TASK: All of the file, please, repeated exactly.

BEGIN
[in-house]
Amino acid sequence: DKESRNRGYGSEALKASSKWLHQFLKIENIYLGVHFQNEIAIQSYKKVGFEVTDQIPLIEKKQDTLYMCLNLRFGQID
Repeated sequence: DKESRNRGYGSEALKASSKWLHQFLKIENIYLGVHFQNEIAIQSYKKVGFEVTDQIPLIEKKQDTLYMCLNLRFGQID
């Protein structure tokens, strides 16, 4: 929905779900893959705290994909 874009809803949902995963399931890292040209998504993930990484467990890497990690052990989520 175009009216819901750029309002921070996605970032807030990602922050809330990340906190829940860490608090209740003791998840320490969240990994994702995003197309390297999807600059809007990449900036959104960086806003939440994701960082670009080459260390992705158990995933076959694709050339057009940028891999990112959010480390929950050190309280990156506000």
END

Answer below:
[in-house]
Amino acid sequence: DKESRNRGYGSEALKASSKWLHQFLKIENIYLGVHFQNEIAIQSYKKVGFEVTDQIPLIEKKQDTLYMCLNLRFGQID
Repeated sequence: DKESRNRGYGSEALKASSKWLHQFLKIENIYLGVHFQNEIAIQSYKKVGFEVTDQIPLIEKKQDTLYMCLNLRFGQID
């Protein structure tokens, strides 16, 4: 929905779900893959705290994909 874009809803949902995963399931890292040209998504993930990484467990890497990690052990989520 175009009216819901750029309002921070996605970032807030990602922050809330990340906190829940860490608090209740003791998840320490969240990994994702995003197309390297999807600059809007990449900036959104960086806003939440994701960082670009080459260390992705158990995933076959694709050339057009940028891999990112959010480390929950050190309280990156506000």